On a quiet Sunday night, I happened across a Gateway article published on Feb. 23 titled “UBC pride burning shows hate, needs to be addressed,” written by Sofia Osborne. Interested in hearing news about another institution from my own school’s paper, I was intrigued. I’m bisexual. I care about gay-rights across Canada but especially at our institution. What I read shocked and angered me. It wasn’t the fact that someone had the audacity to burn a pride flag during an important week, or that events were cancelled due to security issues. I was shocked that suddenly engineering students, my home faculty, were being compared to this atrocious event.
Engineering students have a bad rep. It was earned 20, 30, 40 years ago. Things have changed. The culture is different. In fact, the entire demographic is different. U of A Engineering has about 20 per cent female undergraduate students. These young women happen to overrepresent themselves in leadership and involvement roles in clubs, and more importantly in the faculty association, The Engineering Students’ Society, or ESS. Negative stereotypes are a direct insult to the women in this faculty that work so hard every day for their peers.
Statements like “even more of a boy’s club than it is today” are ignorant of the positive change that has taken place in the faculty. These changes have been taking hold in the past few years and I am proud to be in a faculty of students that appreciate diversity and reject misogyny. I challenge whether the author has any real knowledge of what it is like to be a student in this faculty or whether she is continuing to perpetuate harmful stereotypes.
This type of ignorance and judgment are the same types of problems that the LGBTQ+ have combated during their movement and I find it ironic considering that’s what the article was supposed to be about. For the most part, these stereotypes are only harmful to us on campus. They sour our reputation with the Dean of Students and make it harder for us to fight accusations against us (GEER Week 2015 anyone?). They fuel rivalries between faculties which makes collaboration more difficult. What happens when articles about these stereotypes get picked up nationally in professional magazines? What happens when people carry these ideas out of the school when they graduate? It harms the profession and it harms the students.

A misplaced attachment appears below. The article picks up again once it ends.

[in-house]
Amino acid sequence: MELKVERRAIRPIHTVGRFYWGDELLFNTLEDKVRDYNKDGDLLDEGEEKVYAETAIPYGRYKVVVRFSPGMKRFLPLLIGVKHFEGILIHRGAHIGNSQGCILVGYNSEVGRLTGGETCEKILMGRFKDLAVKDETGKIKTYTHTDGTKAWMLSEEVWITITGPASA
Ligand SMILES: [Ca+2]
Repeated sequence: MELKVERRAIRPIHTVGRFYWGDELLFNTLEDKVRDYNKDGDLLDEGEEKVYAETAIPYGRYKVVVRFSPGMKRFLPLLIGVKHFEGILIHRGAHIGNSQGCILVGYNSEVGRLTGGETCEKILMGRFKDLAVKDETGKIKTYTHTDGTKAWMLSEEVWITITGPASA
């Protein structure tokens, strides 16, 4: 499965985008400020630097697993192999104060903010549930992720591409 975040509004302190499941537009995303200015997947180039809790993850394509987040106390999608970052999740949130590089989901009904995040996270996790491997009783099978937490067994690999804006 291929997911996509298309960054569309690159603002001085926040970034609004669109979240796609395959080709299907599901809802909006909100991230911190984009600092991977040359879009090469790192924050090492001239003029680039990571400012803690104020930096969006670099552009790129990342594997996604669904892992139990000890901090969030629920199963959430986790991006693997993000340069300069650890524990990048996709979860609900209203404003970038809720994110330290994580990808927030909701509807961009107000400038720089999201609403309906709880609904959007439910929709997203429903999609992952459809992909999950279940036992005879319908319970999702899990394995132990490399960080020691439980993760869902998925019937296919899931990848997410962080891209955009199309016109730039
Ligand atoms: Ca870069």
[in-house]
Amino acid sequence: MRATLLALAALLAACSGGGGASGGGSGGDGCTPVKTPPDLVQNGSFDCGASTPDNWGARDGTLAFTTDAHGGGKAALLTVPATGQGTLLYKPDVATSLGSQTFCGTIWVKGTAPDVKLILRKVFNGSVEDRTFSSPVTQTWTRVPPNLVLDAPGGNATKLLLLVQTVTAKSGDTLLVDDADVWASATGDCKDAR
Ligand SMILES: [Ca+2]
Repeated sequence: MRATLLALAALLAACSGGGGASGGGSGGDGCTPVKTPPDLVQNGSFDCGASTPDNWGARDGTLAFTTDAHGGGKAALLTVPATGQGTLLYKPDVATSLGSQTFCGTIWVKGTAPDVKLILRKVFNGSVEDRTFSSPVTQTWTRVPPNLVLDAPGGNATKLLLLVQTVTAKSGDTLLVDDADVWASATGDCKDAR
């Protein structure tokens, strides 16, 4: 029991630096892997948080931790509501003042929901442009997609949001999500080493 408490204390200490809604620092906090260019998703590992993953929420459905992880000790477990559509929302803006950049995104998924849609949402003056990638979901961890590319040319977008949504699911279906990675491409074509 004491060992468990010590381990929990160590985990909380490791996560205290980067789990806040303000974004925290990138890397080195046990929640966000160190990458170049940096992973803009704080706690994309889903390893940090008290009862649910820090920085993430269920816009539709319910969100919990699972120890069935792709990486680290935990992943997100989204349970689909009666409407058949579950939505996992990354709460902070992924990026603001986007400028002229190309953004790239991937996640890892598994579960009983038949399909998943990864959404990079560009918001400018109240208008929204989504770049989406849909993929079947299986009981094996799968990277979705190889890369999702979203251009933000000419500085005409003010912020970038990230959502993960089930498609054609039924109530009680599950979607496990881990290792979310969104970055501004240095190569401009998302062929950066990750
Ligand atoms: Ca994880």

Scapegoating a certain group of people is a dangerous attitude, because it allows others the luxury of escaping blame. The righteousness that’s associated with pointing fingers is what perpetrates systemically discriminatory practices.
Engineers like to solve problems. We’re not afraid of asking hard questions, attempting solutions, and iterating over and over again until we get a right answer. We know that our Faculty and profession faces challenges, and we are trying to solve it. How do I know this? Because I’m actually a woman in engineering. In fact, I’m President of the Engineering Students’ Society, engineering’s Faculty Association. Out of ten senior executives of the ESS, six are women, including myself. What appears to be a boy’s club to you, is in fact, my club. By using me and my peers as statistics to make a point, the opinions presented invalidate my presence and experience in engineering.
According to the author, Lady Godiva created fear among women in engineering. However, I can confidently say that the women in engineering are no longer afraid. They are smart, ambitious and most importantly, they are bold. They know they belong here and they don’t need anyone to tell them otherwise. The boy’s club is now being run by women and it’s only improving from here.